Restroom design

3 Restroom Complaints and How to Prevent Them

Don’t let your restroom get a bad rap for being stinky, dirty, or out of supplies.

By James Piper, P.E.  
OTHER PARTS OF THIS ARTICLEPt. 1: How Good Design Prevents Complaints about RestroomsPt. 2: This Page

Odors. Cleanliness. Supplies. These are among the most common complaints that facility managers receive pertaining to their restrooms. What can be done to address them? In new facilities, the restroom design should be focused on measures to avoid these issues. In existing facilities, facility managers can take steps to minimize their impact on operations. Here’s a close look at ways to prevent these common complaints.

1. Preventing Odors

It has been said that odors in a restroom are the result of the lack of cleaning and that a properly cleaned restroom will have no odor issues. While that may be true in many cases, it is not always true. In some instances, restrooms may be on a suitable cleaning schedule using the correct equipment and cleaning supplies, and still odor is an issue. In these cases, it is important for facility managers to identify the source of the odor that occupants are complaining about before making any changes to their cleaning schedules or activities.

For example, urine may have penetrated unsealed grout. Conventional cleaning methods may not be sufficient to remove it or the odor from the restroom. Regularly scheduled cleaning with a steam cleaner or a spray and vac system specifically designed for the type of flooring installed in the restroom may help to remove the urine from the grout and eliminate the odor. If that is successful, then all wall and floor grout should be sealed once it has been cleaned to prevent further absorption.

Dry traps are another common source of odor that leads to complaints about restrooms. Traps are designed to hold a small volume of water to prevent sewer gasses from entering a space from the drain/waste system. While urinal and water closet traps rarely go dry, floor drains do. Even with the wet mopping of flooring, there may not be sufficient water entering the drain to recharge the trap. Make it a practice to have cleaning personnel add one gallon of water to each floor drain every time the restroom is cleaned.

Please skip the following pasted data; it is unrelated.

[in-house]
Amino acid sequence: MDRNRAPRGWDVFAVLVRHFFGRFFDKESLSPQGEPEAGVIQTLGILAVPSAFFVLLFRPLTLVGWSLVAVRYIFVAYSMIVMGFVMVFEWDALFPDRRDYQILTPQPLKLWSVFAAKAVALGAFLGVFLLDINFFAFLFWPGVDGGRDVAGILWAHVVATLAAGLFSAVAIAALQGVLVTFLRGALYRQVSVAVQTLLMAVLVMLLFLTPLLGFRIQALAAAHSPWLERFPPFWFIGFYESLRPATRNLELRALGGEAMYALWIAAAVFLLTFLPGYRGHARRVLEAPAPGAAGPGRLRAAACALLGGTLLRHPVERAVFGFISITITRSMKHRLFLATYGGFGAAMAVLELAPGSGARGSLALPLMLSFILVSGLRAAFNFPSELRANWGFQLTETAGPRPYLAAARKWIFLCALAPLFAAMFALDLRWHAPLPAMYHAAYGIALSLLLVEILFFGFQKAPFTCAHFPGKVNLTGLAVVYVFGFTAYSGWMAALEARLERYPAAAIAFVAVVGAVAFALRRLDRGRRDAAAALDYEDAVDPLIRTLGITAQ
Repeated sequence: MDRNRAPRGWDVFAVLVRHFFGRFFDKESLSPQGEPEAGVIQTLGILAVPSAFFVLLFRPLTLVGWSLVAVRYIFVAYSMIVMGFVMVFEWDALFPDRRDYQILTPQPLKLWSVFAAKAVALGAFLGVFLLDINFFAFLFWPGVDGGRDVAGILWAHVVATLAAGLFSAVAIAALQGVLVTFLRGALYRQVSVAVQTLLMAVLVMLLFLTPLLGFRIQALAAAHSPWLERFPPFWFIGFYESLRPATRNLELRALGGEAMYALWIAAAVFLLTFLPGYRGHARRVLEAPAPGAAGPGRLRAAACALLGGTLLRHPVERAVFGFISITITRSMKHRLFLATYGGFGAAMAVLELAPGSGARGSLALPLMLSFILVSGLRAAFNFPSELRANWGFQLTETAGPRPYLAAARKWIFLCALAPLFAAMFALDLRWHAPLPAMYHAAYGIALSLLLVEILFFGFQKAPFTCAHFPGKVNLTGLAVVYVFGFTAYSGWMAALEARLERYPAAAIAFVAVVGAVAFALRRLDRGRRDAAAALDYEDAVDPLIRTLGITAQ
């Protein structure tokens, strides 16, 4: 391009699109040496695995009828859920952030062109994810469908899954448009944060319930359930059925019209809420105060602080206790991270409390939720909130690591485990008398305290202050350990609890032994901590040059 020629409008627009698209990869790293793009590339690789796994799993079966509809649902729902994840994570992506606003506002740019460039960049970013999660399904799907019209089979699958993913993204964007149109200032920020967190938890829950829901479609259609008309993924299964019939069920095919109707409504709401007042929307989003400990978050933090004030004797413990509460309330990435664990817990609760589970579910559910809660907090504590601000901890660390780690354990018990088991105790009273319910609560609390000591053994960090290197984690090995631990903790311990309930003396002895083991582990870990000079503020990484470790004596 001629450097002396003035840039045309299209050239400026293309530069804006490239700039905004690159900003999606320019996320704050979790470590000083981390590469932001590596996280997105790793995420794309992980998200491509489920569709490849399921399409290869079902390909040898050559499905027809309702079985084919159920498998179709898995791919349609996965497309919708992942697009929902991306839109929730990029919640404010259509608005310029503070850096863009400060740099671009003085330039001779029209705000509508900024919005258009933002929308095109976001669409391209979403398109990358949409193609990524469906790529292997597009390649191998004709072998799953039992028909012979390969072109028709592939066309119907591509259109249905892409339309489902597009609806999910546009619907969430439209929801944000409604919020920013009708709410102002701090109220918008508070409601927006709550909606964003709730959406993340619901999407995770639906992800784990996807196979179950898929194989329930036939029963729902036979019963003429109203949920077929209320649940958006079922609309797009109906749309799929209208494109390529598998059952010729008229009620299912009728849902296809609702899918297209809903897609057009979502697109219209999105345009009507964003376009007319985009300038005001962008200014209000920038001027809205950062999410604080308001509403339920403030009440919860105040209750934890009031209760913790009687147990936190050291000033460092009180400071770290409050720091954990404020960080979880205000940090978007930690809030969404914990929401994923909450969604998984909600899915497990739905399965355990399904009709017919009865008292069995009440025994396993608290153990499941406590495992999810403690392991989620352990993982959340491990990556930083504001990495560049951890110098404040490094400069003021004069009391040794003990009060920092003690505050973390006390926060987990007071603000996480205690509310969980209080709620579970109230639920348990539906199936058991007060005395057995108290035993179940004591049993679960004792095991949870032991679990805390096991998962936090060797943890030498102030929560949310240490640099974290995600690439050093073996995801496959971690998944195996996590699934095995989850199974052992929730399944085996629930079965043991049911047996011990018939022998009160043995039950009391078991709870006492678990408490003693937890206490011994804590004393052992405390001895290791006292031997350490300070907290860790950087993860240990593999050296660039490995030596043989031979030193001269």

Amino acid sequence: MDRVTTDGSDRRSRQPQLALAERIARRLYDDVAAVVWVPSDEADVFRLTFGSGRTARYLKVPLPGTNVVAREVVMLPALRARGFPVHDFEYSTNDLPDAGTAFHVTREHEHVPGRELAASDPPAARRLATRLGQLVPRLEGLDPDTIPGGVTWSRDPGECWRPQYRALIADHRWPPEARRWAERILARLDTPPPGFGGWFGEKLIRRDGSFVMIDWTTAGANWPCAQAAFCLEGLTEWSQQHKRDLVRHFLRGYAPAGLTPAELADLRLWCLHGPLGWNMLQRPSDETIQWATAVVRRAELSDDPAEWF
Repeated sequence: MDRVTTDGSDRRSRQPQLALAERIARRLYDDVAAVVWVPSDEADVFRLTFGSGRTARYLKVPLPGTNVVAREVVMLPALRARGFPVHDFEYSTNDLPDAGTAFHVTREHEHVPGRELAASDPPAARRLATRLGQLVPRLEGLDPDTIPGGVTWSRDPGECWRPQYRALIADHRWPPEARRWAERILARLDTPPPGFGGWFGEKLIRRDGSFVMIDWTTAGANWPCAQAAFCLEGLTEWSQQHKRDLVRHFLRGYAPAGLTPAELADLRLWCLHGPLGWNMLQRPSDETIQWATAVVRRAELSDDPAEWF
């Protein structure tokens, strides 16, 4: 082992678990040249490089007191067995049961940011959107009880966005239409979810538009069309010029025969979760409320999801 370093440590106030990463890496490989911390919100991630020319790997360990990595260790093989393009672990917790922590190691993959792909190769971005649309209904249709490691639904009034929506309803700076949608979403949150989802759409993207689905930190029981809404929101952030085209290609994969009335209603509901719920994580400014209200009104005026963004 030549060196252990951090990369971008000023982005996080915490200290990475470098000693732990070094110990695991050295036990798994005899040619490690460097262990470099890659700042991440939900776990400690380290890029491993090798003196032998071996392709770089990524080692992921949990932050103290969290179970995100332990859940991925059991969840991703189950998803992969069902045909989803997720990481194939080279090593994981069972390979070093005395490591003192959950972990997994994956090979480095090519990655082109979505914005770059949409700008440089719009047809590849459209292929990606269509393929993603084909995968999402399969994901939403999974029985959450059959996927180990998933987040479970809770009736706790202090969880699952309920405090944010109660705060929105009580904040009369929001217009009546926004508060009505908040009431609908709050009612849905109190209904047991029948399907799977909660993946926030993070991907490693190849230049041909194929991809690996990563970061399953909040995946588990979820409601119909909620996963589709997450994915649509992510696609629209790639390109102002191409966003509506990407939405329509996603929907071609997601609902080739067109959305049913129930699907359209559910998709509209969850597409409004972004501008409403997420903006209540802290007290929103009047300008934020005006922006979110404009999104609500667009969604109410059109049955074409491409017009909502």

Inadequate ventilation is also a frequent cause of restroom odors. Even with clean and well-maintained restrooms, complaint-generating odors will build up unless there is a constant flow of ventilation air. Restroom exhaust fans generally are ignored when it comes to maintenance, unless someone reports that they are not operating. But even if the fan is running, it may not be moving sufficient air to do the job. Exhaust systems can be undersized. Dust, dirt, and lint can easily clog vent ducts and vent covers, restricting the flow of air. At least once each month, restroom exhaust systems should be inspected and cleaned as necessary. If cleaning does not solve the problem, have the maintenance department determine the flow rate for the exhaust system and see if it measures up recommended rates.

2. Keep It Clean

Cleanliness is one of those subjective measures that cannot be easily quantified. It may be that the restroom really is dirty, or it may be that the restroom is clean and sanitary but just creates the impression of not being clean. If you are receiving general complaints about cleanliness, follow up to determine exactly what people are complaining about. There are many causes and perceptions that can lead occupants to complain that the restroom is not clean.

If there is visible dirt on the floors and other surfaces, adjustments will have to be made to cleaning frequencies, methods, or both. Perhaps the level of use of the restroom is higher than anticipated when the cleaning schedule was established. Maybe the quality of the cleaning product or equipment is too low to do the job well enough to prevent complaints. It could even be that cleaning personnel are making mistakes in performing their duties. Talk to those who are performing the tasks and get their opinions on what is going wrong. It may be necessary to upgrade the existing cleaning products or even to invest in new cleaning equipment such as steam cleaners.